Journal of hypertension vol:13 issue:8 pages:823-9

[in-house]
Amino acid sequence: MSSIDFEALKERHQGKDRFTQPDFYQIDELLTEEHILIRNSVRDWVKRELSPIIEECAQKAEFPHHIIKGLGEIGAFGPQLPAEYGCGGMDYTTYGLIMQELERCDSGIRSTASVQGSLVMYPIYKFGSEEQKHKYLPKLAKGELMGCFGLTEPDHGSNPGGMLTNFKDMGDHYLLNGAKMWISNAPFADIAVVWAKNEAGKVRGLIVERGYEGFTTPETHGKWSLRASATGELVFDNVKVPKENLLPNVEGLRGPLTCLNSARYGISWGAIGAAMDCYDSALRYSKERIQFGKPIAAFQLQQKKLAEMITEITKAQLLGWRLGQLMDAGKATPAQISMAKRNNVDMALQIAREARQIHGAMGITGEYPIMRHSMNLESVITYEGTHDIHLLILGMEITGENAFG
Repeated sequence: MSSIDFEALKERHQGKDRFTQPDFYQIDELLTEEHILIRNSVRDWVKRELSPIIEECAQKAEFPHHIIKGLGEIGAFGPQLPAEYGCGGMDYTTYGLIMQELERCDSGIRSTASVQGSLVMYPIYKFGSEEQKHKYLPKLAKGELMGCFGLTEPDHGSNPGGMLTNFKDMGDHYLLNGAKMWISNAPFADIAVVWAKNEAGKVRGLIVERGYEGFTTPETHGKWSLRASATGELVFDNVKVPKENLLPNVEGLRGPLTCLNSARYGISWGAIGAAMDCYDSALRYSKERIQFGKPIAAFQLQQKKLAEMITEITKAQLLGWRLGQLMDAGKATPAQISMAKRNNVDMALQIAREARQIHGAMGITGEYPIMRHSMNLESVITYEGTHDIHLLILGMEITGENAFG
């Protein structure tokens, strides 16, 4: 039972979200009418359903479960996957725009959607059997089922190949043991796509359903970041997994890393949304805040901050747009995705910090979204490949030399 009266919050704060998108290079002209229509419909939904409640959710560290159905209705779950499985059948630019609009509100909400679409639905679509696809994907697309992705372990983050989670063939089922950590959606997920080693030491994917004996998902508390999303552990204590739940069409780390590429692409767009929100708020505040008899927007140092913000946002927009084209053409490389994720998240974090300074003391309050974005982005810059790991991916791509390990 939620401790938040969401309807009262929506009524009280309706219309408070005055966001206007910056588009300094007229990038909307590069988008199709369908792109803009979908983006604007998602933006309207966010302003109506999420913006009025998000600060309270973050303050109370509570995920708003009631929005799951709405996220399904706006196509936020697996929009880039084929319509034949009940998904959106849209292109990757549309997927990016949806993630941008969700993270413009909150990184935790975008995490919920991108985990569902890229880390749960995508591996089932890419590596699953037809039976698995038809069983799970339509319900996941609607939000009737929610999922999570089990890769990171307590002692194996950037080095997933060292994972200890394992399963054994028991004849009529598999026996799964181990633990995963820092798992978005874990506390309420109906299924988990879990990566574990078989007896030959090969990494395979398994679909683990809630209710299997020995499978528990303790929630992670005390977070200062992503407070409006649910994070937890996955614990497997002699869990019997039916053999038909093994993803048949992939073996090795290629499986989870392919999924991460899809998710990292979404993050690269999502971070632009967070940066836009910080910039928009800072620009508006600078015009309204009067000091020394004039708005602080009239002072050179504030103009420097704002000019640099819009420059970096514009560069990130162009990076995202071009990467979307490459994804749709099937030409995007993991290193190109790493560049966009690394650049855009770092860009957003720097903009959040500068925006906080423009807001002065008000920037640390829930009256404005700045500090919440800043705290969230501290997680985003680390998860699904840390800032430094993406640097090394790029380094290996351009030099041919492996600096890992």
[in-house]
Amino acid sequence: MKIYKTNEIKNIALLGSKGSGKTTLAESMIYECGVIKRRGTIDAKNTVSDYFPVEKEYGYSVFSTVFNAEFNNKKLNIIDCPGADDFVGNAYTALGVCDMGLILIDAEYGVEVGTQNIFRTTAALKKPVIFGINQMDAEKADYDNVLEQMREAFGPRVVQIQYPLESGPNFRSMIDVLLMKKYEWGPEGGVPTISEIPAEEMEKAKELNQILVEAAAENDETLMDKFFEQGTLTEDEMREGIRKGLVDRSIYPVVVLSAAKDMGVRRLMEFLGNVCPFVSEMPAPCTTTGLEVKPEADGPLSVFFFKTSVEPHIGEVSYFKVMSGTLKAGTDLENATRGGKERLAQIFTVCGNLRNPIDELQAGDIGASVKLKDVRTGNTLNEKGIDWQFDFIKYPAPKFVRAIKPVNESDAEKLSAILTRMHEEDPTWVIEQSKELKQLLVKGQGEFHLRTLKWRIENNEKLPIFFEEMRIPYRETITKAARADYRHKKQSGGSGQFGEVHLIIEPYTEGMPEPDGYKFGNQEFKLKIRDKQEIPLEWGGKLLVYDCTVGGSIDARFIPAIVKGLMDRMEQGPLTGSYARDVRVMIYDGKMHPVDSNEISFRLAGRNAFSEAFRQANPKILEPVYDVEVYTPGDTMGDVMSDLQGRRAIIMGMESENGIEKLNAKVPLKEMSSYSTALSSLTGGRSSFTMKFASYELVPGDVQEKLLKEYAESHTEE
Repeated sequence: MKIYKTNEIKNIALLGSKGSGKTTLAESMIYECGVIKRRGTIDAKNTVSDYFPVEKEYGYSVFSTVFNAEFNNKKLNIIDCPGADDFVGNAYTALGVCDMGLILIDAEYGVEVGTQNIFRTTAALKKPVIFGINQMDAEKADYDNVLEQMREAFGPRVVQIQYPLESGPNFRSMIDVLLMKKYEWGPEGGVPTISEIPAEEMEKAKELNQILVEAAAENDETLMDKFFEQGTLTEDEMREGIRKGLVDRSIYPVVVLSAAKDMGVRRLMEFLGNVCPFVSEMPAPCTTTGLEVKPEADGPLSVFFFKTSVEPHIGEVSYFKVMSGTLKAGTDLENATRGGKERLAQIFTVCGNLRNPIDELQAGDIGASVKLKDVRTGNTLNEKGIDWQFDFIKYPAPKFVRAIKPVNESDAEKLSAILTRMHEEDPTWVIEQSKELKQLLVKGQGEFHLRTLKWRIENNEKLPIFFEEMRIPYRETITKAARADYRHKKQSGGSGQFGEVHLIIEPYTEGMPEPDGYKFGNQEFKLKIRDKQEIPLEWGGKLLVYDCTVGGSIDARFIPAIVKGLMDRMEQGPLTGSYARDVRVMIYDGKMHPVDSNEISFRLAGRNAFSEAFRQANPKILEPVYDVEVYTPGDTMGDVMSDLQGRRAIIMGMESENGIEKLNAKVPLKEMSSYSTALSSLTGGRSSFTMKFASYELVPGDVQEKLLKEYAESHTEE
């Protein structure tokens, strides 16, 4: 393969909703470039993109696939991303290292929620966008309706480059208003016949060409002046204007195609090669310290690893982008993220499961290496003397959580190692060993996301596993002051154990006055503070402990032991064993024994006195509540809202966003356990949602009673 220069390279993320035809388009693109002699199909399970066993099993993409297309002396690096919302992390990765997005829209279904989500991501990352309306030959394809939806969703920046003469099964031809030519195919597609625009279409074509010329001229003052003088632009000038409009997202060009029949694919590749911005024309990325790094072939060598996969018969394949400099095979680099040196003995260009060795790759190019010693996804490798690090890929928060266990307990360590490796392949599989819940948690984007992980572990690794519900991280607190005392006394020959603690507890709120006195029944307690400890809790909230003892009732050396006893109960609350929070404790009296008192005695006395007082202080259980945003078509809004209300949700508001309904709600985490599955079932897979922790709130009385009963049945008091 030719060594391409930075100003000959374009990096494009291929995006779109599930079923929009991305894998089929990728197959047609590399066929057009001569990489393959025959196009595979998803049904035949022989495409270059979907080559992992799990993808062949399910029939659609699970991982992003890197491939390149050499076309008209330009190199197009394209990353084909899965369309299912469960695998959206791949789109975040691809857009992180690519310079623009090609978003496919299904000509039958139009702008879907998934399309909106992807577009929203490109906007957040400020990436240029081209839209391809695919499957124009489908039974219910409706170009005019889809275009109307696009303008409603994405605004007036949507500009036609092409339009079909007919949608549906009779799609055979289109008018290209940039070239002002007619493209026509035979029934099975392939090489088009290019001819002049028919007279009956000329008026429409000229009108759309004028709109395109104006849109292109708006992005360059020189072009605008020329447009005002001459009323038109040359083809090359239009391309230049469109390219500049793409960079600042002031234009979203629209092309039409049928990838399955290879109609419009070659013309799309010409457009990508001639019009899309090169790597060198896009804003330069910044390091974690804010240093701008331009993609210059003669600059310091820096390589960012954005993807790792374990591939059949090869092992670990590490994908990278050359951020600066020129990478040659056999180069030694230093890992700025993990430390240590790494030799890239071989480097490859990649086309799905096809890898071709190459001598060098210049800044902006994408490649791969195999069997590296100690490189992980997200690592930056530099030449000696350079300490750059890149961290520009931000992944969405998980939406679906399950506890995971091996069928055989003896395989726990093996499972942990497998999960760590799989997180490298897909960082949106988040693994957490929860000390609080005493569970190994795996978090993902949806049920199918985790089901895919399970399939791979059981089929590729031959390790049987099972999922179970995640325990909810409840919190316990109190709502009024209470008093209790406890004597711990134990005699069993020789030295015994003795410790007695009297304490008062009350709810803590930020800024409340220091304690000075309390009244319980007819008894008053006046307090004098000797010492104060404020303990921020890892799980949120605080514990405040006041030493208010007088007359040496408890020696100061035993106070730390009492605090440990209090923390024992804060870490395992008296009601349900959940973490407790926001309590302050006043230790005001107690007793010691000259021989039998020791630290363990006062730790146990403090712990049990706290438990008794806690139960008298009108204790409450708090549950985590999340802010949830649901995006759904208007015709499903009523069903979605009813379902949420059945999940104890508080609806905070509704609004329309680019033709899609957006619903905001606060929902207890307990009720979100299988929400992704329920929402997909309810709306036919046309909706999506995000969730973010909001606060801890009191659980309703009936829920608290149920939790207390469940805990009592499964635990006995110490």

OBJECTIVE: To review the literature to examine critically the assertion that night-time blood pressure is a better predictor of echocardiographic left ventricular mass than daytime blood pressure, and that left ventricular mass is inversely related to the day-night blood pressure difference. STUDY SELECTION: Published studies in which left ventricular mass (index) of normotensive or hypertensive individuals, or both, was related to automated blood pressure measurement during the day and night, or their difference, or both. RESULTS OF DATA ANALYSIS: The meta-analysis of 19 comparative studies, involving 1223 participants, indicates that the weighted correlation coefficient for the relationship between left ventricular mass (index) and systolic night-time blood pressure (0.44; 95% confidence limit 0.39-0.48) is not significantly different from the correlation with systolic daytime blood pressure (0.48; 95% confidence limit 0.44-0.52; P > 0.2). The corresponding correlation coefficients for diastolic blood pressure both average 0.37. In half of the eight studies in which the association between left ventricular mass (index) and the day-night difference in blood pressure was analysed, investigators found no significant relationship between those variables; in the others, the variance of the mass (index) that can be explained by the blood pressure difference is 15% at the most. CONCLUSION: The overall analysis suggests that night-time blood pressure is not a significantly better predictor of left ventricular mass than daytime blood pressure is, and that the relationship to the day-night blood pressure difference is not a unanimous finding and is only ever weakly significant.